Exercise’s health benefits are clear — it lowers the risk of everything from cardiovascular disease to cancer, obesity to depression. But even for those aware of all this, getting off the couch and out the door can be a challenge.
Enter CrimsonZip, a new effort debuting this fall to get Harvard moving with the help of a mobile phone app and a new website. It is designed especially for the University community and encourages all kinds of physical activity, from rigorous endeavors like running, swimming, lifting, and exercise classes to just going for a walk or a leisurely bike ride.
“We’re not looking to turn everyone into long-distance runners, but if we can get 10 percent to 20 percent more activity from people — and then they stick with it — the implications for their lives will be substantial,” said Richard Lee, professor of medicine and stem cell and regenerative biology, and co-chair of the CrimsonZip program.
A key to making it all work involves another healthful pursuit: maintaining strong social circles. CrimsonZip tries to marry the benefits of exercise and social connection with features that make it easy to not only learn about activities on campus — like a run with Harvard on the Move, intramural games, or signups for the upcoming Jimmy Fund Walk — but also to connect with others who are interested in those events.
Harvard’s many subcommunities already offer a wealth of physical activity programs, but it’s not always easy to know what’s out there. CrimsonZip addresses this directly by putting the information in one place. It also promotes connectedness for more casual activities, allowing users to check whether any other users in the library, a dorm, or a House feel like taking a walk for a study break.
“What we anticipate is that folks who are physically active with other people will be more likely to continue doing that because they’re getting a social benefit in addition to a physical benefit,” said project co-chair Giang Nguyen, executive director of Harvard University Health Services, associate provost for campus health and well-being, and the Henry K. Oliver Chair of Hygiene. “There is a lot of research that points to the mental health benefits of exercise, and there is a lot of research to point toward the mental health benefits of social connectedness. Just as with the We’re All Human campaign and other efforts to create a culture that embraces the importance of wellbeing and mental health, CrimsonZip is trying simultaneously to take advantage of both physical activity and social connectedness while supporting mental well-being.”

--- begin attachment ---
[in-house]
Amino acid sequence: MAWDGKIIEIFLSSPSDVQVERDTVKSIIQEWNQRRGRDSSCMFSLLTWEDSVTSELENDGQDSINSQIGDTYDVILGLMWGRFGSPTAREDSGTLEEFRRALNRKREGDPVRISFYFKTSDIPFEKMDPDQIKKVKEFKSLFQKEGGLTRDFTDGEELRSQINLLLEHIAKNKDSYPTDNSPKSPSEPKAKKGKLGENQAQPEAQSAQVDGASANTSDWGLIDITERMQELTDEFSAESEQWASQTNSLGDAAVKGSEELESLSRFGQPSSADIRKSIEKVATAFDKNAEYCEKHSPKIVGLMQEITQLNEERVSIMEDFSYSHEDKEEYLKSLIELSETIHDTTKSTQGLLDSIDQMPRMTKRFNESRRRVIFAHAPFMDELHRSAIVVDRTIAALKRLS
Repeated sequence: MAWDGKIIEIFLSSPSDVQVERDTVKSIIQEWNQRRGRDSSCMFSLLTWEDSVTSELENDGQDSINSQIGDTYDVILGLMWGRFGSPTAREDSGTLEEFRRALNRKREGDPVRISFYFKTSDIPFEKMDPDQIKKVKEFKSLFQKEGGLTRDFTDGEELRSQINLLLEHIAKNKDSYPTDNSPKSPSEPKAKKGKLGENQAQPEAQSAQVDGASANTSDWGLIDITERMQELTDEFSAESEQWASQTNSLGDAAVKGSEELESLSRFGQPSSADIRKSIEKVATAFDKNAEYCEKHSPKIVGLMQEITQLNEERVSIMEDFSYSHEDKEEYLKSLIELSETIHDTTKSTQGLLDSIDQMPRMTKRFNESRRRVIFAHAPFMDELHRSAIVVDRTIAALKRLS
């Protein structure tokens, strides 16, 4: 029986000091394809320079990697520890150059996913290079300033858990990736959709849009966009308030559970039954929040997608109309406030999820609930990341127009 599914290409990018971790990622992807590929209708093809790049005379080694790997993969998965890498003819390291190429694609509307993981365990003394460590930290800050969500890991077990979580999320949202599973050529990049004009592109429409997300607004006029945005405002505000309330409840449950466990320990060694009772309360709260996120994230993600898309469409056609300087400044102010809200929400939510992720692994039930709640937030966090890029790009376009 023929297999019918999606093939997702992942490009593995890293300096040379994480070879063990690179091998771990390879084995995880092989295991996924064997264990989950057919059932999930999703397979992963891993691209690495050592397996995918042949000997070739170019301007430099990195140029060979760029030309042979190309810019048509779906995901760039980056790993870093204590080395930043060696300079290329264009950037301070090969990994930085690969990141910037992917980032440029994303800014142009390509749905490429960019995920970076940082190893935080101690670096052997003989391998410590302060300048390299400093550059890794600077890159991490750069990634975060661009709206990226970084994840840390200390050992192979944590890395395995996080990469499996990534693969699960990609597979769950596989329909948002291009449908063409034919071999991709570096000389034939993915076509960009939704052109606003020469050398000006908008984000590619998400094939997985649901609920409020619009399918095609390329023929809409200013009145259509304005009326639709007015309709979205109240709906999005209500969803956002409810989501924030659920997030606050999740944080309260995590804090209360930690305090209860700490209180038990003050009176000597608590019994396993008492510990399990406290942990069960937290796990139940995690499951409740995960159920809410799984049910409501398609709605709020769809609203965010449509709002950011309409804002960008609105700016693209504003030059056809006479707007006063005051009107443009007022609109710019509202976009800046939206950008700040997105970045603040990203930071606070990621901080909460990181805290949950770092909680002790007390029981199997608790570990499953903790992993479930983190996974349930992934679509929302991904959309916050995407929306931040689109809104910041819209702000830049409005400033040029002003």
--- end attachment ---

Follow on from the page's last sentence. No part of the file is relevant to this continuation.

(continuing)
A 2022 study by researchers from the Harvard T.H. Chan School of Public Health showed that social connections protect against both depression and anxiety. In addition, the decades-long Harvard Study of Adult Development showed that strong social connections provide lifelong physical health benefits: Those who were most satisfied in their relationships at age 50 were also those who were healthiest at age 80.
So that makes CrimsonZip a twofer for health, and here is how it works. The app creates a calendar of activities that have a physical component, large or small, taking place anywhere on campus. It will be available to students, faculty, and staff, and let them connect with others — whether an established friend group, an impromptu tennis partner, or a one-time cycling companion.
“We bring people to places like Harvard, and we teach them that to be successful you have to sit down and listen to lectures, and then sit down and study,” said Lee. “To be successful in our society, we’re telling you that you have to live unhealthfully, so we wanted to fight back against that.”
The mobile app’s initial rollout is focused on the Faculty of Arts and Sciences and Harvard College. The ultimate goal, however, is to expand to all of Harvard’s campuses, and even beyond the University, according to Daniel Lieberman, the Edwin M. Lerner II Professor of the Biological Sciences and another of the program co-chairs. One of the project’s goals is to release the app under a permissive software license so others can use it and adapt it to their own community’s needs.
“If it works here, everybody else on the planet can download this app and use it for themselves and their own institutions,” Lieberman said. “We’re going to make it available to everybody.”